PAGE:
Picross DS is a good puzzle game, but Picross 3D is better. The added third dimension allows for more complex and interesting puzzles, as you use the stylus to cut blocks and create 3D shapes.
7 Tetris DS
Tetris is a good bet on any system – it’s hard to bust the game’s addictive loop of falling shapes and clear lines – but Tetris DS stands out as one of the best entries in the long-running series.
In addition to the normal mode, the game adds several modes inspired by Nintendo classics like The Legend Of Zelda and Metroid. It also featured online multiplayer through the since-discontinued Nintendo Wi-Fi Connection service. It remains a joy to play and a tribute to Tetris – and Nintendo’s legacy of puzzling perfection.
6 Puzzle Quest: Warlords Challenge
Take on a basic match-three style puzzler in the vein of Bejeweled. Now make it a competitive turn-based system and mix in RPG tropes like experience points, side quests, and stat building. Finally, add a simple story and you have Puzzle Quest: Challenge Of The Warlords.
Developed by Australian studio Infinite Interactive, Puzzle Quest became a word of mouth sensation upon its release in 2007 thanks to its addictive combination of puzzling gameplay and RPG elements. It’s a bit like peanut butter and chocolate: two delicious flavors that go together so well.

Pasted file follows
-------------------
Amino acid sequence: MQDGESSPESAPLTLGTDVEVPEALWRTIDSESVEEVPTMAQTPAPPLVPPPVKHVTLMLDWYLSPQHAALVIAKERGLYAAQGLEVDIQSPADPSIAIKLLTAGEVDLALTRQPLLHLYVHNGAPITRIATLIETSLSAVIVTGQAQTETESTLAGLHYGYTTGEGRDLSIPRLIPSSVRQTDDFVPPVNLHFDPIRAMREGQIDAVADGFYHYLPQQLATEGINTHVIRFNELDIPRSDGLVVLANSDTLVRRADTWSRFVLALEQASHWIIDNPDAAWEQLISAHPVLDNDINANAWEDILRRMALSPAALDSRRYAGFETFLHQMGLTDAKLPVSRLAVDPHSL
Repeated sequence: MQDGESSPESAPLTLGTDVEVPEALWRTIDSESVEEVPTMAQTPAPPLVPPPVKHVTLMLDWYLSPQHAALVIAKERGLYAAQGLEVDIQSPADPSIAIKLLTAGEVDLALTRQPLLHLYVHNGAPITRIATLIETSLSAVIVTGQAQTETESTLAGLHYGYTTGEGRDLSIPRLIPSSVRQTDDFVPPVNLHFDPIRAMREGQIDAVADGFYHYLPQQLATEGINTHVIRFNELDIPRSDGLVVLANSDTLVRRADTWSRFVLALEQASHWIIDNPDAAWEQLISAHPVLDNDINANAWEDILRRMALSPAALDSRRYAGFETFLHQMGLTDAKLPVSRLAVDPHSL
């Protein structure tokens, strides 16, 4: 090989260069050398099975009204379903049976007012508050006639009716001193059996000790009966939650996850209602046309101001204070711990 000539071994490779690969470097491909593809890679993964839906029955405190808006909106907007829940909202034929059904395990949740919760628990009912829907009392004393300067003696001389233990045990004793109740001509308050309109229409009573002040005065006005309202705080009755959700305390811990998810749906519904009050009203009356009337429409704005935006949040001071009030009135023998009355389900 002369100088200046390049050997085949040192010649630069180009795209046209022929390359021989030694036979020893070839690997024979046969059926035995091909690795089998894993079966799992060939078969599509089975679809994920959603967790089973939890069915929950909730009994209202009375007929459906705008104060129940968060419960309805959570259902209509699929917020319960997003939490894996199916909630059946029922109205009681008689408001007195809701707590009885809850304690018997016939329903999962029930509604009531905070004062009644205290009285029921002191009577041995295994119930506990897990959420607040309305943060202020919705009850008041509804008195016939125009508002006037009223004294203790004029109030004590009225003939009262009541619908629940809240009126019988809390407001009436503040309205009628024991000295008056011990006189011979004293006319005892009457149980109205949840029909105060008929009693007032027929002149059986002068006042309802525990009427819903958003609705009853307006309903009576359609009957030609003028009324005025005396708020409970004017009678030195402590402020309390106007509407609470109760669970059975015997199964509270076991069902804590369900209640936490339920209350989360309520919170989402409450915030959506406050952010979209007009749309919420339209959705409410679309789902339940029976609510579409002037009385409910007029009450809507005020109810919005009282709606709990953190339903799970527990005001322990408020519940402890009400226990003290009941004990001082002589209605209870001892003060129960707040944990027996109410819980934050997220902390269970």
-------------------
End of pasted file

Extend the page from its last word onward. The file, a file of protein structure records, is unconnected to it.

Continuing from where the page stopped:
5 Planet Puzzle League
Panel De Pon is one of Nintendo’s most iconic puzzle franchises, but it’s taken a strange journey to the West. The original game was released as Tetris Attack, although it had no connection to Tetris, while later versions would get brand changes to fit in with hit series like Pokemon.
Planet Puzzle League is the first standalone Panel De Pon game that was released without such a rebrand, allowing competitive block-matching gameplay to shine. Plus, it’s one of those games that asks you to hold the DS sideways like a book, which automatically means it makes you smarter.
4 Captain Toad: Treasure Tracker
The first 3DS entry on this list, Captain Toad: Treasure Tracker represents something of a loopy moment. When Super Mario 3D Land was released on 3DS, the game’s excellent use of the 3D cursor helped revitalize Nintendo’s ailing handheld. Its sequel, Super Mario 3D World for Wii U, introduced players to Captain Toad’s delightful puzzle game mechanics.